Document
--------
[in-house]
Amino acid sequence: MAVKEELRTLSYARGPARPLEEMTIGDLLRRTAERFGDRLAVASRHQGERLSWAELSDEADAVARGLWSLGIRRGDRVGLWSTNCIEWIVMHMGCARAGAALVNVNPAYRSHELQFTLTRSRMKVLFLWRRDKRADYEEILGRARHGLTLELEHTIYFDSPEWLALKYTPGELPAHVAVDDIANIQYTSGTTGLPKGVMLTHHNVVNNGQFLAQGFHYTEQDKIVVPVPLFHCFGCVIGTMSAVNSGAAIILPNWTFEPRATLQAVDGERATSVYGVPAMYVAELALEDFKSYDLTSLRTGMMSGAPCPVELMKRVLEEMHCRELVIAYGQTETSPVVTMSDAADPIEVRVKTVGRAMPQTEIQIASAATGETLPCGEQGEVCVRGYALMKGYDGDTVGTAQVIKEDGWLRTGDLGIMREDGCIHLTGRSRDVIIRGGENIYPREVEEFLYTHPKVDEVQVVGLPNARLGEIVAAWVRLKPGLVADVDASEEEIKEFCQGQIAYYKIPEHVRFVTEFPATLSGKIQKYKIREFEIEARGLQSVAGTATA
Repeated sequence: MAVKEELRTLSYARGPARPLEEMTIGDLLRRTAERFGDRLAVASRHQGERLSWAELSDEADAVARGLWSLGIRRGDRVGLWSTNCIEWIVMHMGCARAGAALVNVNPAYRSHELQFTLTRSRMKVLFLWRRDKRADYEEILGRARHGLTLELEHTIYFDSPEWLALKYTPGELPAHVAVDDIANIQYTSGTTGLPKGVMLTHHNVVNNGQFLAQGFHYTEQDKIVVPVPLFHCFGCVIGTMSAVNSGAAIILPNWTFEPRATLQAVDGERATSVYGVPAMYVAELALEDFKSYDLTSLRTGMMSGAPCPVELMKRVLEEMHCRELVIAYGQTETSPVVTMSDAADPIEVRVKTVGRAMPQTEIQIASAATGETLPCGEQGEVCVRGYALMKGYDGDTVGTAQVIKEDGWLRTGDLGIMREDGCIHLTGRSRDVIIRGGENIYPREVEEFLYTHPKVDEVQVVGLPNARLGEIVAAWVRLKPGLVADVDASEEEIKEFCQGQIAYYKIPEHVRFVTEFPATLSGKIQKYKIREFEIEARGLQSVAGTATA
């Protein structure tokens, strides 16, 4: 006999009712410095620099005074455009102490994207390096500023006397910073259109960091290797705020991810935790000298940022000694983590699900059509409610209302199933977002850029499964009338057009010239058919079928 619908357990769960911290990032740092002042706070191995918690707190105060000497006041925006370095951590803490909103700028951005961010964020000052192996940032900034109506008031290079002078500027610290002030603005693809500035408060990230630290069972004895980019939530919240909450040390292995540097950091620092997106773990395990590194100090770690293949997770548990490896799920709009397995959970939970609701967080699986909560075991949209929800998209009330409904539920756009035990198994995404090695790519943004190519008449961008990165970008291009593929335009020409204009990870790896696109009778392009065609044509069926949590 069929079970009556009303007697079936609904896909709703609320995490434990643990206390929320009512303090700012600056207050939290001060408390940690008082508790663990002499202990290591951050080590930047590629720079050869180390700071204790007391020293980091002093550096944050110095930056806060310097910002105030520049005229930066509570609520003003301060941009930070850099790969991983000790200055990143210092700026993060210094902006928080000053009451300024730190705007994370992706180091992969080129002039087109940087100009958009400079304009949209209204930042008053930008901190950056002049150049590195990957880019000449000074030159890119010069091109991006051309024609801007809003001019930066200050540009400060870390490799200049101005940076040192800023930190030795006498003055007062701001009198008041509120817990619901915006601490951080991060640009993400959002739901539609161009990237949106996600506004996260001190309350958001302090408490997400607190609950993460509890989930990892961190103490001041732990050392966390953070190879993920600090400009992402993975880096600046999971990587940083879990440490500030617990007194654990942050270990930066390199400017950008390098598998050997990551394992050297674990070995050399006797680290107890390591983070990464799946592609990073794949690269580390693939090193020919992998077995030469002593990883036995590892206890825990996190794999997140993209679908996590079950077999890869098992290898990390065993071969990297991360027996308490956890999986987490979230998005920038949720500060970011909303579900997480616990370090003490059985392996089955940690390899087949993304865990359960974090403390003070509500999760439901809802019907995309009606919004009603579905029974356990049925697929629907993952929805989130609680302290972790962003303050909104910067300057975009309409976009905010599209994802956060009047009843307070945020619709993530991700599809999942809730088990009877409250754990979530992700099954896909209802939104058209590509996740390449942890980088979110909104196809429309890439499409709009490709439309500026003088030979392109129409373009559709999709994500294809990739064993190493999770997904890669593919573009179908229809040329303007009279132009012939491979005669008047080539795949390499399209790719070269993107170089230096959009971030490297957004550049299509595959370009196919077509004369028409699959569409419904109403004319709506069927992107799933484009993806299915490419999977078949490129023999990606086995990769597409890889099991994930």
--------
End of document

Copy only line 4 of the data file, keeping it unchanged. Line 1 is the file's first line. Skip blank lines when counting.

């Protein structure tokens, strides 16, 4: 006999009712410095620099005074455009102490994207390096500023006397910073259109960091290797705020991810935790000298940022000694983590699900059509409610209302199933977002850029499964009338057009010239058919079928 619908357990769960911290990032740092002042706070191995918690707190105060000497006041925006370095951590803490909103700028951005961010964020000052192996940032900034109506008031290079002078500027610290002030603005693809500035408060990230630290069972004895980019939530919240909450040390292995540097950091620092997106773990395990590194100090770690293949997770548990490896799920709009397995959970939970609701967080699986909560075991949209929800998209009330409904539920756009035990198994995404090695790519943004190519008449961008990165970008291009593929335009020409204009990870790896696109009778392009065609044509069926949590 069929079970009556009303007697079936609904896909709703609320995490434990643990206390929320009512303090700012600056207050939290001060408390940690008082508790663990002499202990290591951050080590930047590629720079050869180390700071204790007391020293980091002093550096944050110095930056806060310097910002105030520049005229930066509570609520003003301060941009930070850099790969991983000790200055990143210092700026993060210094902006928080000053009451300024730190705007994370992706180091992969080129002039087109940087100009958009400079304009949209209204930042008053930008901190950056002049150049590195990957880019000449000074030159890119010069091109991006051309024609801007809003001019930066200050540009400060870390490799200049101005940076040192800023930190030795006498003055007062701001009198008041509120817990619901915006601490951080991060640009993400959002739901539609161009990237949106996600506004996260001190309350958001302090408490997400607190609950993460509890989930990892961190103490001041732990050392966390953070190879993920600090400009992402993975880096600046999971990587940083879990440490500030617990007194654990942050270990930066390199400017950008390098598998050997990551394992050297674990070995050399006797680290107890390591983070990464799946592609990073794949690269580390693939090193020919992998077995030469002593990883036995590892206890825990996190794999997140993209679908996590079950077999890869098992290898990390065993071969990297991360027996308490956890999986987490979230998005920038949720500060970011909303579900997480616990370090003490059985392996089955940690390899087949993304865990359960974090403390003070509500999760439901809802019907995309009606919004009603579905029974356990049925697929629907993952929805989130609680302290972790962003303050909104910067300057975009309409976009905010599209994802956060009047009843307070945020619709993530991700599809999942809730088990009877409250754990979530992700099954896909209802939104058209590509996740390449942890980088979110909104196809429309890439499409709009490709439309500026003088030979392109129409373009559709999709994500294809990739064993190493999770997904890669593919573009179908229809040329303007009279132009012939491979005669008047080539795949390499399209790719070269993107170089230096959009971030490297957004550049299509595959370009196919077509004369028409699959569409419904109403004319709506069927992107799933484009993806299915490419999977078949490129023999990606086995990769597409890889099991994930």